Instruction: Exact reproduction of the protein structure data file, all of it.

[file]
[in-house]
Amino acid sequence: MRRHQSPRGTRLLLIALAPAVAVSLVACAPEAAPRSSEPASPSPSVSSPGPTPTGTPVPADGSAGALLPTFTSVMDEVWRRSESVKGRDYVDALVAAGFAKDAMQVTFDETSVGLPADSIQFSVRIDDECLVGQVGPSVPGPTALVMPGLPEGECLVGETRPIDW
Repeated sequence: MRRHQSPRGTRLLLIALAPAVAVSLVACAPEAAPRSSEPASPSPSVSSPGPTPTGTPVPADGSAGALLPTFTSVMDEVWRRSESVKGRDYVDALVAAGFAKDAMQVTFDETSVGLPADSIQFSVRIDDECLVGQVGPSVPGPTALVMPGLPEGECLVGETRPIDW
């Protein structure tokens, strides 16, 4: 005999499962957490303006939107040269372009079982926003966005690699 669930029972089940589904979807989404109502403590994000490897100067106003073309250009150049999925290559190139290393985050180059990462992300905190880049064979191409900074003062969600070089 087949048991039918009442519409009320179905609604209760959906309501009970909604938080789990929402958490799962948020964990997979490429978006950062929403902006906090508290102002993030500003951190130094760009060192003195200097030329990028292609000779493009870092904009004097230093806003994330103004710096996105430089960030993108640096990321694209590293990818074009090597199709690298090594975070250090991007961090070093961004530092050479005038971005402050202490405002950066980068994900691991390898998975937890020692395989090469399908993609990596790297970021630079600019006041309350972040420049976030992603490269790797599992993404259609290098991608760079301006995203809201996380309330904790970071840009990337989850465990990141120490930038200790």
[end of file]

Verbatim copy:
[in-house]
Amino acid sequence: MRRHQSPRGTRLLLIALAPAVAVSLVACAPEAAPRSSEPASPSPSVSSPGPTPTGTPVPADGSAGALLPTFTSVMDEVWRRSESVKGRDYVDALVAAGFAKDAMQVTFDETSVGLPADSIQFSVRIDDECLVGQVGPSVPGPTALVMPGLPEGECLVGETRPIDW
Repeated sequence: MRRHQSPRGTRLLLIALAPAVAVSLVACAPEAAPRSSEPASPSPSVSSPGPTPTGTPVPADGSAGALLPTFTSVMDEVWRRSESVKGRDYVDALVAAGFAKDAMQVTFDETSVGLPADSIQFSVRIDDECLVGQVGPSVPGPTALVMPGLPEGECLVGETRPIDW
């Protein structure tokens, strides 16, 4: 005999499962957490303006939107040269372009079982926003966005690699 669930029972089940589904979807989404109502403590994000490897100067106003073309250009150049999925290559190139290393985050180059990462992300905190880049064979191409900074003062969600070089 087949048991039918009442519409009320179905609604209760959906309501009970909604938080789990929402958490799962948020964990997979490429978006950062929403902006906090508290102002993030500003951190130094760009060192003195200097030329990028292609000779493009870092904009004097230093806003994330103004710096996105430089960030993108640096990321694209590293990818074009090597199709690298090594975070250090991007961090070093961004530092050479005038971005402050202490405002950066980068994900691991390898998975937890020692395989090469399908993609990596790297970021630079600019006041309350972040420049976030992603490269790797599992993404259609290098991608760079301006995203809201996380309330904790970071840009990337989850465990990141120490930038200790």